With the introduction of BS 8579 and the strengthened Building Regulations and Approved Document B banning the use of combustible materials in external wall systems and balconies 18m+, concerns about these construction methods should be answered. We are also seeing increasing numbers of clients opting to implement the new regulations at lower heights to ensure the ongoing safety of residents and assuage insurers rightly concerned about the huge cost to them of fires on balconies.
However, Wallbarn fears that efforts to improve the fire performance of buildings may create a risk that fully tested, established and quality – but not compliant – building solutions may be replaced by seemingly compliant but lower performance products. And that’s why we need to be absolutely sure that the industry is properly briefed to design, specify and build fully compliant and safe solutions.
Our sector – pedestal systems which support suspended balcony and terrace decking/paving – is a good example of this. Traditionally, pedestals were heavy-duty polypropylene plastic but to satisfy BS 8579, they will have to be metal when installed at height. These products are available – Wallbarn has developed MetalPad, an all-metal, Class A1-rated pedestal that is fully compliant with BS 8579 – but we know that systems have come to market which have rubber or plastic elements labelled as ‘gaskets’. To call a plastic headpiece a ‘gasket’ does not, in our opinion, conform to the standards and regulations.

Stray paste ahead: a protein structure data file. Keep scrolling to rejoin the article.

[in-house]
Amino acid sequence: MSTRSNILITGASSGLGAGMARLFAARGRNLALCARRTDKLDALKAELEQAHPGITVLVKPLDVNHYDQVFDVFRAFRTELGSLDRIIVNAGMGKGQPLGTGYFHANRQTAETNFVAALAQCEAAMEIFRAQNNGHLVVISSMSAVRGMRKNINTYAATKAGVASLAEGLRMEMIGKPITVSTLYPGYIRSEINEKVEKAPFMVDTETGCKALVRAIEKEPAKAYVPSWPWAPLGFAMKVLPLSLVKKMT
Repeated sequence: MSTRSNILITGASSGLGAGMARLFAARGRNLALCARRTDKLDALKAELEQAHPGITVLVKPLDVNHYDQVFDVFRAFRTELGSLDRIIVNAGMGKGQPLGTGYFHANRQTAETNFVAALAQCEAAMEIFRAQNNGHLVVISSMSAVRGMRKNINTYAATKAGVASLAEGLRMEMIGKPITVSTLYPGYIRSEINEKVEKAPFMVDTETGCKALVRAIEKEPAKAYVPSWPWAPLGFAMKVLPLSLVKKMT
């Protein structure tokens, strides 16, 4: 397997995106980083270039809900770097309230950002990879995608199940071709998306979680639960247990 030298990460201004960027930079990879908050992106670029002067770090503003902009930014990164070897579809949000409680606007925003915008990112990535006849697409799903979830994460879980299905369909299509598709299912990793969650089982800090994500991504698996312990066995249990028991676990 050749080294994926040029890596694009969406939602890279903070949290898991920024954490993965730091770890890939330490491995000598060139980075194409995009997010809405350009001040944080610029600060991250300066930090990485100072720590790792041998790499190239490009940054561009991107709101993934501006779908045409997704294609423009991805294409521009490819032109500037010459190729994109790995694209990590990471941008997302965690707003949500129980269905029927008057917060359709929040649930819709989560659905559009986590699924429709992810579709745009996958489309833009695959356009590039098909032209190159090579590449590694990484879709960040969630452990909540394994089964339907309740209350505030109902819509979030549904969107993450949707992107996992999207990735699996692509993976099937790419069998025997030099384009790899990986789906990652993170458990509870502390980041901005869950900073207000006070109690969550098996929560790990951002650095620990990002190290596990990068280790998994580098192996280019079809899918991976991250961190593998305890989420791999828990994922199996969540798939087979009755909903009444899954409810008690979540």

We are also concerned about the quality and testing regimes of some metal pedestal solutions. From sampling the market, we know that not all products offer the level of performance we feel is required. Some pedestals have been modified from interior usage and are not designed for exterior applications. The small baseplates on some brands are cutting into surfaces beneath, compromising U-values and creating uneven, unstable paving areas. There is a real risk of jeopardising safety on schemes through the very task of trying to improve fire safety.
There’s also the question of product testing, a crucial factor given these systems are used at-height. Load-bearing is critical and we have heard reports that hollow stems can lead to collapse. Our advice is always to consult with your original supplier to at least understand the questions you should be asking of a new supplier. This is especially important in the light of Grenfell; recent witness evidence at the Grenfell Enquiry has revealed confusion about product performance, suitability and installation methods, highlighting the need for everyone to take responsibility throughout the supply chain. Do not assume someone else is doing it and always ask for – actually demand – test results.
Product provenance is a further issue to be considered. Recent industry talk suggests that imported product was rejected by two main contractors upon arrival at site due to quality concerns. It is good to hear that, despite the inevitable project delays and additional costs such action would have created, quality was considered more important. Again, our advice is to ask the right questions during specification to ensure that the chosen solution is designed for purpose, fully tested and supplied by a trusted partner.